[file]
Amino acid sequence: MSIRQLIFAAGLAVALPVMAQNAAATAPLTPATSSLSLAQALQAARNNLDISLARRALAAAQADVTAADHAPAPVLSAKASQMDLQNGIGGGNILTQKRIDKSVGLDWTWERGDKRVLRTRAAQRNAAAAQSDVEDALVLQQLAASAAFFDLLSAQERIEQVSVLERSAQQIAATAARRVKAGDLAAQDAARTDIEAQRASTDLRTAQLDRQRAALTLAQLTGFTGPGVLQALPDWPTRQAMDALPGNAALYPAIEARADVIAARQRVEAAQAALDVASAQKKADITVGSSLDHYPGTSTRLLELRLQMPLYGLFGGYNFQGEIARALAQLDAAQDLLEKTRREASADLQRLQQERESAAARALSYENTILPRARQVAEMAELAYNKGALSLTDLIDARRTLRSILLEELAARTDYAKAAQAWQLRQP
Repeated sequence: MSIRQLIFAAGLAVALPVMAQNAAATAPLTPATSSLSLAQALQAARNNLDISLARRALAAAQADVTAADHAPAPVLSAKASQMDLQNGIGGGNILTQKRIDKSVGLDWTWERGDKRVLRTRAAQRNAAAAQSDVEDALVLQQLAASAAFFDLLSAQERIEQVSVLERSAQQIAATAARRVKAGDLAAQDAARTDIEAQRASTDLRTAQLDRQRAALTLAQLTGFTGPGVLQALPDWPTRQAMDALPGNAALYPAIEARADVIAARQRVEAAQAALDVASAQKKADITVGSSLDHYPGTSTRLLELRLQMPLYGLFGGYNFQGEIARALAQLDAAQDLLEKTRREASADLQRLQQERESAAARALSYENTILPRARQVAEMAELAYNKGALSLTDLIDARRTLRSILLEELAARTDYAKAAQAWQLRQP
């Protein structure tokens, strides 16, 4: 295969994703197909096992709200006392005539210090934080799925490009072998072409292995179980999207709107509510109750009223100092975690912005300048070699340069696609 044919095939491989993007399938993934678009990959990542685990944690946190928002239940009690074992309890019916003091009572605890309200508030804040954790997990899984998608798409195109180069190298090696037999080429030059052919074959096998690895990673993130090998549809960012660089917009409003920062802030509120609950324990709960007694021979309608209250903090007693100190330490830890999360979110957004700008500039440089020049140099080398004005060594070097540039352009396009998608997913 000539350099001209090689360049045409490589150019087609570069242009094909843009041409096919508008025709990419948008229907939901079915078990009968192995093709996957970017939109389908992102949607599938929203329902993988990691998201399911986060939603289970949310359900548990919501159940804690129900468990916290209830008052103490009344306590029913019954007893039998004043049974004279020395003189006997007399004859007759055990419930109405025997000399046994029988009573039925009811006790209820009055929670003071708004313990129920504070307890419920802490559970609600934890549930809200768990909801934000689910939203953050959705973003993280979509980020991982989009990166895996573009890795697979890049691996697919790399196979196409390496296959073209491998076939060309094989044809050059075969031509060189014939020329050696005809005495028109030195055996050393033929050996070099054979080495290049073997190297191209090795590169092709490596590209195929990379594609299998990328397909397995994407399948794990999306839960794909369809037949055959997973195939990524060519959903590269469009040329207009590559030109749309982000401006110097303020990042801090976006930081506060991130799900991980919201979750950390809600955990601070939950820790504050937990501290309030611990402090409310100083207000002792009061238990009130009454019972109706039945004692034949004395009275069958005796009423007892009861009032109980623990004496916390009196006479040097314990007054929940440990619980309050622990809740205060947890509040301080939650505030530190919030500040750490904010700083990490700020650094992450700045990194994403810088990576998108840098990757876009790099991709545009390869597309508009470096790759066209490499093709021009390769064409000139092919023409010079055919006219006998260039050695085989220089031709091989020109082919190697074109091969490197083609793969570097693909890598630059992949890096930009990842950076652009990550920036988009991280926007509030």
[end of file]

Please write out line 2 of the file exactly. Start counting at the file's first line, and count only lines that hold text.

Repeated sequence: MSIRQLIFAAGLAVALPVMAQNAAATAPLTPATSSLSLAQALQAARNNLDISLARRALAAAQADVTAADHAPAPVLSAKASQMDLQNGIGGGNILTQKRIDKSVGLDWTWERGDKRVLRTRAAQRNAAAAQSDVEDALVLQQLAASAAFFDLLSAQERIEQVSVLERSAQQIAATAARRVKAGDLAAQDAARTDIEAQRASTDLRTAQLDRQRAALTLAQLTGFTGPGVLQALPDWPTRQAMDALPGNAALYPAIEARADVIAARQRVEAAQAALDVASAQKKADITVGSSLDHYPGTSTRLLELRLQMPLYGLFGGYNFQGEIARALAQLDAAQDLLEKTRREASADLQRLQQERESAAARALSYENTILPRARQVAEMAELAYNKGALSLTDLIDARRTLRSILLEELAARTDYAKAAQAWQLRQP